Prostate Drug Combo May Lower Parkinson Risk

Men who use the glycolysis-enhancing drug combination terazosin/doxazosin/alfuzosin for the treatment of benign prostatic hyperplasia have a decreased risk of developing Parkinson disease (PD) compared with those who use tamsulosin, according to new findings published in JAMA Neurology.

Researchers arrived at this conclusion after performing a cohort study using active comparator control and propensity score-matched data obtained from several nationwide health registries in Denmark (n = 52,365 propensity score-matched pairs; mean age 67.9 years), including:

  • Danish National Prescription Registry
  • Danish National Patient Registry
  • Danish Civil Registration System

These data were from January 1996 to December 2017. Additional data from January 2001 to December 2017 were obtained from the US-based Truven Health Analytics MarketScan database (n = 94,883 propensity score-matched pairs; mean age 63.8 years).

The main outcome of the study was difference in likelihood of developing PD among patients who used terazosin/doxazosin/alfuzosin or tamsulosin at any point in their lives. In the study population, PD was identified by diagnoses or PD-specific medication use.

According to the results of the study, hazard ratios (HR) for developing PD were 0.88 among patients in the Danish cohort with terazosin/doxazosin/alfuzosin, and 0.63 among patients in the Truven cohort. The researchers identified a dose-response association between short-, medium-, and long-duration use of terazosin/doxazosin/alfuzosin and having a decreasing HR in both cohorts. HRs were as follows:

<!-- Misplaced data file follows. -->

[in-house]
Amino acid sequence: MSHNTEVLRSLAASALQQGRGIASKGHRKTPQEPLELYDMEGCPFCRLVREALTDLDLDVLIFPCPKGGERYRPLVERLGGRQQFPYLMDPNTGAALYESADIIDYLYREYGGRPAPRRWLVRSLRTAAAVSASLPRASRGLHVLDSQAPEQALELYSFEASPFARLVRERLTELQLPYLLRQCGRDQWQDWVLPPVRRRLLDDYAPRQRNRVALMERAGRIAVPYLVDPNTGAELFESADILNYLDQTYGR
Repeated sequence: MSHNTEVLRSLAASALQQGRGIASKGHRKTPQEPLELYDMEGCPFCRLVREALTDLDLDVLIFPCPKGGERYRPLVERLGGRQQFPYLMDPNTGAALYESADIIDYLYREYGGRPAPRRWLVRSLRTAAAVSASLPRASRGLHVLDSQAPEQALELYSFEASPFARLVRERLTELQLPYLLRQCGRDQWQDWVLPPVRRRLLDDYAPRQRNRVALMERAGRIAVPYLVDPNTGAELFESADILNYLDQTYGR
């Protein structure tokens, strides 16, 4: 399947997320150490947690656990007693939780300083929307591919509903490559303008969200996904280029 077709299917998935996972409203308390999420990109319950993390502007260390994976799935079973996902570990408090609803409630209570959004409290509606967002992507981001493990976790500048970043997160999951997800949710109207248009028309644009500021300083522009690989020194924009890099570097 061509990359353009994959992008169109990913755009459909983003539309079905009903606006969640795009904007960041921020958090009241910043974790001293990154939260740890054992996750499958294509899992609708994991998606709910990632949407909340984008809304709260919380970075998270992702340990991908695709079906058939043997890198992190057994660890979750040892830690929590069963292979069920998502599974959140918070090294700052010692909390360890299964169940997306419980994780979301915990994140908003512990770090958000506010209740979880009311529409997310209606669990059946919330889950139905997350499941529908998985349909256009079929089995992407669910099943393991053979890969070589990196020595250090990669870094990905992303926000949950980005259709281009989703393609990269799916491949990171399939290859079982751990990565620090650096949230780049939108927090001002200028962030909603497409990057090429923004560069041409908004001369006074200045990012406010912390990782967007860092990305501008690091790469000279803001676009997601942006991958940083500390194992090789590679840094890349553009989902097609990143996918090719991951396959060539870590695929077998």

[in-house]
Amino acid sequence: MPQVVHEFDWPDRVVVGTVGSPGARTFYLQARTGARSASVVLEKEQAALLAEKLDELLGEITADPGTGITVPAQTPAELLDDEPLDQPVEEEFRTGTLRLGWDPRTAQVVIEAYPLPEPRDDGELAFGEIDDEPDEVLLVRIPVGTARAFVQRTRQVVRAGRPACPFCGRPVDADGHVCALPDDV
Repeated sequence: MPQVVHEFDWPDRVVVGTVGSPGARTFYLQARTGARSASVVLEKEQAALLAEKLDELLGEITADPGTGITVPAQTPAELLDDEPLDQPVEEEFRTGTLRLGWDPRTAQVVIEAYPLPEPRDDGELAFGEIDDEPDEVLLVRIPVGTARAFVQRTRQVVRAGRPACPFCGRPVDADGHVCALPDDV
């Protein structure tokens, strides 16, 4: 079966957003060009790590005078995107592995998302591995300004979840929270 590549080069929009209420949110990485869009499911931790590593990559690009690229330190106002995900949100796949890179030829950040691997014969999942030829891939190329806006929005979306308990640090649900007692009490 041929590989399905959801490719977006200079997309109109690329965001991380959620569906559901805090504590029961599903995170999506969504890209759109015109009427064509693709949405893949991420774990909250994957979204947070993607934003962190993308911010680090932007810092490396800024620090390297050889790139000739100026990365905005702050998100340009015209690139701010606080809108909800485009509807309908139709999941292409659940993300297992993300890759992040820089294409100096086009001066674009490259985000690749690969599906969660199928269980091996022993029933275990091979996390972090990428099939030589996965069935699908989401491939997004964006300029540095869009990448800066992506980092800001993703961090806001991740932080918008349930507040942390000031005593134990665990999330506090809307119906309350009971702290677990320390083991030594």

• Short-duration use: 0.95 in the Danish cohort vs 0.70 in the Truven cohort
  • Medium-duration use: 0.88 in the Danish cohort vs 0.58 in the Truven cohort
  • Long-duration use: 0.79 in the Danish cohort vs 0.46 in the Truven cohort

“The combination of the strength of these results from 2 large databases in 2 different countries with different cultural and health care systems, the prior mechanistic studies, the results in animal models of PD, and the prior observational results from patients with PD provide compelling evidence that glycolysis-enhancing drugs might be neuroprotective and prevent or delay the development of PD,” the researchers wrote, noting that future investigation of this association is warranted.

—Christina Vogt

Simmering JE, Welsh MJ, Liu L, Narayanan NS, Pottegård A. Association of glycolysis-enhancing α-1 blockers with risk of developing Parkinson disease. JAMA Neurol. Published online February 1, 2021. doi:10.1001/jamaneurol.2020.5157